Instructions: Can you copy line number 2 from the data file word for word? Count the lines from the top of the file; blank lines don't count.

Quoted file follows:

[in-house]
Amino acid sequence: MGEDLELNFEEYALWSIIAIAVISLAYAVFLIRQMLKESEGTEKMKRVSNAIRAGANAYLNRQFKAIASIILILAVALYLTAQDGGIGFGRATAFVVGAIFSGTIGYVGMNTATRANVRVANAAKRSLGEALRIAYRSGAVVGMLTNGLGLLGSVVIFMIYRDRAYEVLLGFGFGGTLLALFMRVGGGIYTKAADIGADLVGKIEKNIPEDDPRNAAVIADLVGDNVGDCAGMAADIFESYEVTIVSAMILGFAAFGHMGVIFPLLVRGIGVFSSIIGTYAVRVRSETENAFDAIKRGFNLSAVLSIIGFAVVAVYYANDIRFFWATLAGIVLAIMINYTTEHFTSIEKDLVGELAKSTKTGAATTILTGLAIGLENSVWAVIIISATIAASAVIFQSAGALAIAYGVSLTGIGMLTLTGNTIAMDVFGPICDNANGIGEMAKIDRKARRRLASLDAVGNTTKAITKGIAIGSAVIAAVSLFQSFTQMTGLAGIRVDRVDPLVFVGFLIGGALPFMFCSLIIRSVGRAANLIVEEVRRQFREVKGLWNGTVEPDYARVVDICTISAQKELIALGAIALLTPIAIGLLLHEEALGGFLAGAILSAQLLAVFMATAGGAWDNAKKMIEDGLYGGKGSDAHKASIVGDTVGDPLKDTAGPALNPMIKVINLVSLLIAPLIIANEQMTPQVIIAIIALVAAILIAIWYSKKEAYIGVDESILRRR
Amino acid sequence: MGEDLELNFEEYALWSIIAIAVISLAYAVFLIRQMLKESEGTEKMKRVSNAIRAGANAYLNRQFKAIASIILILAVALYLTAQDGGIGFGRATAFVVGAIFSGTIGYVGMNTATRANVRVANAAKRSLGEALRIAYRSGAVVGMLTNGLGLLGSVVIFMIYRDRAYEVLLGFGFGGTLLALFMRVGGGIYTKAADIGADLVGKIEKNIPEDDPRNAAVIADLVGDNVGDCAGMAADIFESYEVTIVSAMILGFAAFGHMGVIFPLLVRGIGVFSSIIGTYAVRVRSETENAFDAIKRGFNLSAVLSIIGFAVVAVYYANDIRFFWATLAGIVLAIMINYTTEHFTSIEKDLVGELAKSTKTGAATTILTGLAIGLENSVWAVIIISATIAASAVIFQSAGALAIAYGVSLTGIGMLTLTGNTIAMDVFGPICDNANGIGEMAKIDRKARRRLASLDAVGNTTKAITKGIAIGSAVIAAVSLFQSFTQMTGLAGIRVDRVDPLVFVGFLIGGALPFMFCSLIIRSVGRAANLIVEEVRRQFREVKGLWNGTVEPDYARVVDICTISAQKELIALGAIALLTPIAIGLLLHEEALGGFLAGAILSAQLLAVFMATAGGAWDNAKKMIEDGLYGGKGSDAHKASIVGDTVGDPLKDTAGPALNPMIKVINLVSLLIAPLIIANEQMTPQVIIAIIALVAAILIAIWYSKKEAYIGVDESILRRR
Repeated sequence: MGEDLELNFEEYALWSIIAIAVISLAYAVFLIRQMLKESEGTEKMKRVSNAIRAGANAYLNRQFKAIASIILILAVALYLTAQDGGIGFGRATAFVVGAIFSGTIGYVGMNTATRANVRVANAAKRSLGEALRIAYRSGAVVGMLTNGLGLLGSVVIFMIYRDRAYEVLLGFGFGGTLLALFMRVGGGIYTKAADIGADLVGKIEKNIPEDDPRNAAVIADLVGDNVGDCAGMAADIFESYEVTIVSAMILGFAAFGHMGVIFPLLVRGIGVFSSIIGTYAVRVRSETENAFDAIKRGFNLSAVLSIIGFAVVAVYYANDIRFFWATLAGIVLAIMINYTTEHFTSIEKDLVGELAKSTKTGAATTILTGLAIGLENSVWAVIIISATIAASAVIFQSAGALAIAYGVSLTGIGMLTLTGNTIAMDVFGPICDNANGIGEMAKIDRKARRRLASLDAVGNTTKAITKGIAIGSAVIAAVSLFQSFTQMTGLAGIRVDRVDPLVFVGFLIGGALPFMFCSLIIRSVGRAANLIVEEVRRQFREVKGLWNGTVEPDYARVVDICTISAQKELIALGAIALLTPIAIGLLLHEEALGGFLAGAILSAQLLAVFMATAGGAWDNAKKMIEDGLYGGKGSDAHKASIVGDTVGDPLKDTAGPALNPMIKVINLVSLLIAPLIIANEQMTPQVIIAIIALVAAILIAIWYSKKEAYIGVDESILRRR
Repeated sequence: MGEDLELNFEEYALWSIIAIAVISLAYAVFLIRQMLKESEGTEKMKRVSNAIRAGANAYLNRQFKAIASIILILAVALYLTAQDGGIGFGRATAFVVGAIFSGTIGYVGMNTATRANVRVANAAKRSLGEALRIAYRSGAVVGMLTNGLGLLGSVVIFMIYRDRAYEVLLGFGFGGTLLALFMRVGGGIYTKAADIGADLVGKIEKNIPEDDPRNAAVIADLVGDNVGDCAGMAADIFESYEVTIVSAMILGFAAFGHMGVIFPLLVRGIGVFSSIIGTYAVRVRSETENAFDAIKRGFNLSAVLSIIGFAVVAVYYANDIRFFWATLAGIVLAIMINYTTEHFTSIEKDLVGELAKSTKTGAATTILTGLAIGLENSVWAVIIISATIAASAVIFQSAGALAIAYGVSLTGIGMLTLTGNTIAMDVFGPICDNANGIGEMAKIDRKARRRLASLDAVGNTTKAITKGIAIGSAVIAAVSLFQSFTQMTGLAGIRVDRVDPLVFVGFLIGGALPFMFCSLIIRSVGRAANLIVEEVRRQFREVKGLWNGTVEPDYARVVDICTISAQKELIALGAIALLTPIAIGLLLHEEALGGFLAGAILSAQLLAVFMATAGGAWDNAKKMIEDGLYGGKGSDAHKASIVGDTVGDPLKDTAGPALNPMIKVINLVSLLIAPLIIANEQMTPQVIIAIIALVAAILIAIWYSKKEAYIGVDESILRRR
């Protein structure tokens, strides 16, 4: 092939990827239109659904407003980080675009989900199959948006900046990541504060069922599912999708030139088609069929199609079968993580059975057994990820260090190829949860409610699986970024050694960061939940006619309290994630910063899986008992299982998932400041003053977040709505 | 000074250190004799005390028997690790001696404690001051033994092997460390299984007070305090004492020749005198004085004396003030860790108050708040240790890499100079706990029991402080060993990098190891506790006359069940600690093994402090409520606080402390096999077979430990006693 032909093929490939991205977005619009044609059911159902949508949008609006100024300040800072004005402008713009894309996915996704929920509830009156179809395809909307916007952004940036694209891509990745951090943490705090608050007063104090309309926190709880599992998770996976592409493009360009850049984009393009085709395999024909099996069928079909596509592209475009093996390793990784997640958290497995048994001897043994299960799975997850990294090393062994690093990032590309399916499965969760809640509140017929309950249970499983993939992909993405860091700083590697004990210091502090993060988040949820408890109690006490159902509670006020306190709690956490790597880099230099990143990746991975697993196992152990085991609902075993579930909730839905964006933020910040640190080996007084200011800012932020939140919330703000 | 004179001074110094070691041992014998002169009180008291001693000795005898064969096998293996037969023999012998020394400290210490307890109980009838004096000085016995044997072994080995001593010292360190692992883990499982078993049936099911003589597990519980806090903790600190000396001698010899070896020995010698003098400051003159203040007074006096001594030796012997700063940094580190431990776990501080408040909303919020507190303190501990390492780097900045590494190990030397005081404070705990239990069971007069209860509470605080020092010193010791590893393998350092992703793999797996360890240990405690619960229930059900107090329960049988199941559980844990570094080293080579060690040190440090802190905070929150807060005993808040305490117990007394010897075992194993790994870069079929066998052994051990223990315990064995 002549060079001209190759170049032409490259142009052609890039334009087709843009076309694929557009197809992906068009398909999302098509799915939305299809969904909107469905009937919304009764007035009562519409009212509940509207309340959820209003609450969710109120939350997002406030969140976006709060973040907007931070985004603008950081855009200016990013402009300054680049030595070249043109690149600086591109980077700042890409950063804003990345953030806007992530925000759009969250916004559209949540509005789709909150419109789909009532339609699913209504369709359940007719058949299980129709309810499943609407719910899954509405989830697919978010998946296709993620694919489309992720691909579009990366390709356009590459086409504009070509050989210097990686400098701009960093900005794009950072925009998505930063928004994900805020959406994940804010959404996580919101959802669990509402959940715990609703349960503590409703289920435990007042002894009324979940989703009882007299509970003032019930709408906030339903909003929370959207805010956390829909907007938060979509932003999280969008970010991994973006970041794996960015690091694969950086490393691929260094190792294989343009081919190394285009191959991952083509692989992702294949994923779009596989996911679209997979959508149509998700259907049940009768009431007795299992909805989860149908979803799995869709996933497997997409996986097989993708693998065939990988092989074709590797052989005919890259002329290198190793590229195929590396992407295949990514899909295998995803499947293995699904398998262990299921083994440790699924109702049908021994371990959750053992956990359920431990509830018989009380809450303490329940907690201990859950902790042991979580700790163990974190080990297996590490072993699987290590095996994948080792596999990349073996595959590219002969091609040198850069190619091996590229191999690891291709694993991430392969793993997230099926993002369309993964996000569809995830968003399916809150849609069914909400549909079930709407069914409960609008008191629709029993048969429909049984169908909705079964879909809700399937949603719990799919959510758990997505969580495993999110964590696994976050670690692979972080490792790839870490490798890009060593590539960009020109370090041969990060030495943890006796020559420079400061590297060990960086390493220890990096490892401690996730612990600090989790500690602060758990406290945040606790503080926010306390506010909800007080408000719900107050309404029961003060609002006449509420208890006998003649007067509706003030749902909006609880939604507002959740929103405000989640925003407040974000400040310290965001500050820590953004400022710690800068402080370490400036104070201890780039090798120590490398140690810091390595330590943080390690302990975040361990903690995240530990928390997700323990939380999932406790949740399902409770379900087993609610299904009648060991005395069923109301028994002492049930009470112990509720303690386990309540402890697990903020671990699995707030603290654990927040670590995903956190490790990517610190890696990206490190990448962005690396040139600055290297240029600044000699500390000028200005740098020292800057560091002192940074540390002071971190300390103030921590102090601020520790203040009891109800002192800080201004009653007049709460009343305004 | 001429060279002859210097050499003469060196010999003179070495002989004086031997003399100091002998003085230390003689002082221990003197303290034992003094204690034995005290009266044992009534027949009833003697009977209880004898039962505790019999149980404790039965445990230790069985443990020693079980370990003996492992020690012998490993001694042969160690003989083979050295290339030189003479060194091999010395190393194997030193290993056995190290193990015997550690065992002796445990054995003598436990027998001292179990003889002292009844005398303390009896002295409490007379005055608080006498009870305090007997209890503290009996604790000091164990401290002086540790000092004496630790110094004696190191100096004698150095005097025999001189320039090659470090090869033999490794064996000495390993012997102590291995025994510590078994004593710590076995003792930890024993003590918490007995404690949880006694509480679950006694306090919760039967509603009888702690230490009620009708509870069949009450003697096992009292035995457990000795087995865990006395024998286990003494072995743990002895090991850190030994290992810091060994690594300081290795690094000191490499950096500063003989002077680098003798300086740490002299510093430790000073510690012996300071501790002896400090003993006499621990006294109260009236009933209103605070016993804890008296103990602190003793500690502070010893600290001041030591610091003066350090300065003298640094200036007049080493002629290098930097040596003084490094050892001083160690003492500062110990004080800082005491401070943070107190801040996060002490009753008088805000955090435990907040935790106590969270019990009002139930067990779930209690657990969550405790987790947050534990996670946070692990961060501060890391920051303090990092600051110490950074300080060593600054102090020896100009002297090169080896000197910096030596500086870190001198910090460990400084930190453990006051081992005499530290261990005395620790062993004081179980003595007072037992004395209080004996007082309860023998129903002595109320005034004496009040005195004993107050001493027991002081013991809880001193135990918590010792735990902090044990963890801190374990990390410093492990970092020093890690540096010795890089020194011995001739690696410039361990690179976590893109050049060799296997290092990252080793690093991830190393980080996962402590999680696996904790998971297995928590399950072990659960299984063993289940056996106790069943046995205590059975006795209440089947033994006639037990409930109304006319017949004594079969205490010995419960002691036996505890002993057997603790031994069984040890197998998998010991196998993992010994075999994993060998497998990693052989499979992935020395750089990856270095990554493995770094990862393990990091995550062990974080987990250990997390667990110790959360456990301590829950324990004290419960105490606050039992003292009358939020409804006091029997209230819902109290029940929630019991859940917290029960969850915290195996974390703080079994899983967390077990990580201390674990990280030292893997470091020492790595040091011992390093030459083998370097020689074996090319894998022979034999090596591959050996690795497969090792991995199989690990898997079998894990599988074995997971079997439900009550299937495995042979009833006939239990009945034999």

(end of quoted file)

Amino acid sequence: MGEDLELNFEEYALWSIIAIAVISLAYAVFLIRQMLKESEGTEKMKRVSNAIRAGANAYLNRQFKAIASIILILAVALYLTAQDGGIGFGRATAFVVGAIFSGTIGYVGMNTATRANVRVANAAKRSLGEALRIAYRSGAVVGMLTNGLGLLGSVVIFMIYRDRAYEVLLGFGFGGTLLALFMRVGGGIYTKAADIGADLVGKIEKNIPEDDPRNAAVIADLVGDNVGDCAGMAADIFESYEVTIVSAMILGFAAFGHMGVIFPLLVRGIGVFSSIIGTYAVRVRSETENAFDAIKRGFNLSAVLSIIGFAVVAVYYANDIRFFWATLAGIVLAIMINYTTEHFTSIEKDLVGELAKSTKTGAATTILTGLAIGLENSVWAVIIISATIAASAVIFQSAGALAIAYGVSLTGIGMLTLTGNTIAMDVFGPICDNANGIGEMAKIDRKARRRLASLDAVGNTTKAITKGIAIGSAVIAAVSLFQSFTQMTGLAGIRVDRVDPLVFVGFLIGGALPFMFCSLIIRSVGRAANLIVEEVRRQFREVKGLWNGTVEPDYARVVDICTISAQKELIALGAIALLTPIAIGLLLHEEALGGFLAGAILSAQLLAVFMATAGGAWDNAKKMIEDGLYGGKGSDAHKASIVGDTVGDPLKDTAGPALNPMIKVINLVSLLIAPLIIANEQMTPQVIIAIIALVAAILIAIWYSKKEAYIGVDESILRRR